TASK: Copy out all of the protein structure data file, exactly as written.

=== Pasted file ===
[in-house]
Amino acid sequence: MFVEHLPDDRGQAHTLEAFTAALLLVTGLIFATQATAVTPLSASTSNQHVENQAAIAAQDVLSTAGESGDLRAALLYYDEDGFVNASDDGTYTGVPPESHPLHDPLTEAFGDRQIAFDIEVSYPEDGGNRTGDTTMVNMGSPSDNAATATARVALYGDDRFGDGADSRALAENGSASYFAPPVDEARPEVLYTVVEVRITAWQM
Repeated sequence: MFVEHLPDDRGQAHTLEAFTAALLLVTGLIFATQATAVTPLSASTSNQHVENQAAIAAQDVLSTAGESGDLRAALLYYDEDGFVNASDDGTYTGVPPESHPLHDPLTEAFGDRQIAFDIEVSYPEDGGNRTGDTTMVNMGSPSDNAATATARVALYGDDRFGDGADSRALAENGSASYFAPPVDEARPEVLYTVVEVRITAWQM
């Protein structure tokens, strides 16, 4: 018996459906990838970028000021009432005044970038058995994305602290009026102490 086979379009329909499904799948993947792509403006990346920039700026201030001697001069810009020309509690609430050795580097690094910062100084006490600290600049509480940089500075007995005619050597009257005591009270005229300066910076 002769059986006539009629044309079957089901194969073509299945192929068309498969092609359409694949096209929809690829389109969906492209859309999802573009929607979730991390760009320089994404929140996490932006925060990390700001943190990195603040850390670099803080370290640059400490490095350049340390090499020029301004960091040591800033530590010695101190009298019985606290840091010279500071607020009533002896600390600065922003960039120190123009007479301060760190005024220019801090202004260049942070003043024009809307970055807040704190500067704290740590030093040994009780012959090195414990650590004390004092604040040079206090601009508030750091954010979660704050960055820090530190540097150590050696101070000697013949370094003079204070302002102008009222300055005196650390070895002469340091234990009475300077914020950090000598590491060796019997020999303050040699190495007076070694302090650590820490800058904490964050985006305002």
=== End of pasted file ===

[in-house]
Amino acid sequence: MFVEHLPDDRGQAHTLEAFTAALLLVTGLIFATQATAVTPLSASTSNQHVENQAAIAAQDVLSTAGESGDLRAALLYYDEDGFVNASDDGTYTGVPPESHPLHDPLTEAFGDRQIAFDIEVSYPEDGGNRTGDTTMVNMGSPSDNAATATARVALYGDDRFGDGADSRALAENGSASYFAPPVDEARPEVLYTVVEVRITAWQM
Repeated sequence: MFVEHLPDDRGQAHTLEAFTAALLLVTGLIFATQATAVTPLSASTSNQHVENQAAIAAQDVLSTAGESGDLRAALLYYDEDGFVNASDDGTYTGVPPESHPLHDPLTEAFGDRQIAFDIEVSYPEDGGNRTGDTTMVNMGSPSDNAATATARVALYGDDRFGDGADSRALAENGSASYFAPPVDEARPEVLYTVVEVRITAWQM
């Protein structure tokens, strides 16, 4: 018996459906990838970028000021009432005044970038058995994305602290009026102490 086979379009329909499904799948993947792509403006990346920039700026201030001697001069810009020309509690609430050795580097690094910062100084006490600290600049509480940089500075007995005619050597009257005591009270005229300066910076 002769059986006539009629044309079957089901194969073509299945192929068309498969092609359409694949096209929809690829389109969906492209859309999802573009929607979730991390760009320089994404929140996490932006925060990390700001943190990195603040850390670099803080370290640059400490490095350049340390090499020029301004960091040591800033530590010695101190009298019985606290840091010279500071607020009533002896600390600065922003960039120190123009007479301060760190005024220019801090202004260049942070003043024009809307970055807040704190500067704290740590030093040994009780012959090195414990650590004390004092604040040079206090601009508030750091954010979660704050960055820090530190540097150590050696101070000697013949370094003079204070302002102008009222300055005196650390070895002469340091234990009475300077914020950090000598590491060796019997020999303050040699190495007076070694302090650590820490800058904490964050985006305002």